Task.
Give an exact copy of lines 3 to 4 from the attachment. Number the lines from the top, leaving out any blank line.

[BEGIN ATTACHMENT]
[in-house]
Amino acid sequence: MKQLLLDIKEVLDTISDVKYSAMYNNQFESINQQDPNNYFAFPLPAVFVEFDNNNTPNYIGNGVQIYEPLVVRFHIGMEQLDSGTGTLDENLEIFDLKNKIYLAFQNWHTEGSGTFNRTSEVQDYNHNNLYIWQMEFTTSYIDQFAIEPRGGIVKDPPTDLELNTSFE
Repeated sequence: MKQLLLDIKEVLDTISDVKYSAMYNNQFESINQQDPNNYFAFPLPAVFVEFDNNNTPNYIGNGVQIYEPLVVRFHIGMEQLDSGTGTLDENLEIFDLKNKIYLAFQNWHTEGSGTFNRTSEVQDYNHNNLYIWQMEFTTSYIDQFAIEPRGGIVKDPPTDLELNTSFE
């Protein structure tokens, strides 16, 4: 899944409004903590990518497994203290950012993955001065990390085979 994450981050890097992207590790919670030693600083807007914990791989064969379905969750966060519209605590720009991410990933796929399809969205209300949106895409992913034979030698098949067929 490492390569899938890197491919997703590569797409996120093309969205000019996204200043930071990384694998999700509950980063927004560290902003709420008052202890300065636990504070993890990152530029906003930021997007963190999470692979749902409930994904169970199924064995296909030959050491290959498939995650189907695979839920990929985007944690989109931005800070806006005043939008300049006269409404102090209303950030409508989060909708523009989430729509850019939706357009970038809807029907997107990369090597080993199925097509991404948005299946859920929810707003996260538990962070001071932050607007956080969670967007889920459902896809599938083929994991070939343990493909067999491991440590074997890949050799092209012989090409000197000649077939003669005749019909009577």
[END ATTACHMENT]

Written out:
Repeated sequence: MKQLLLDIKEVLDTISDVKYSAMYNNQFESINQQDPNNYFAFPLPAVFVEFDNNNTPNYIGNGVQIYEPLVVRFHIGMEQLDSGTGTLDENLEIFDLKNKIYLAFQNWHTEGSGTFNRTSEVQDYNHNNLYIWQMEFTTSYIDQFAIEPRGGIVKDPPTDLELNTSFE
């Protein structure tokens, strides 16, 4: 899944409004903590990518497994203290950012993955001065990390085979 994450981050890097992207590790919670030693600083807007914990791989064969379905969750966060519209605590720009991410990933796929399809969205209300949106895409992913034979030698098949067929 490492390569899938890197491919997703590569797409996120093309969205000019996204200043930071990384694998999700509950980063927004560290902003709420008052202890300065636990504070993890990152530029906003930021997007963190999470692979749902409930994904169970199924064995296909030959050491290959498939995650189907695979839920990929985007944690989109931005800070806006005043939008300049006269409404102090209303950030409508989060909708523009989430729509850019939706357009970038809807029907997107990369090597080993199925097509991404948005299946859920929810707003996260538990962070001071932050607007956080969670967007889920459902896809599938083929994991070939343990493909067999491991440590074997890949050799092209012989090409000197000649077939003669005749019909009577």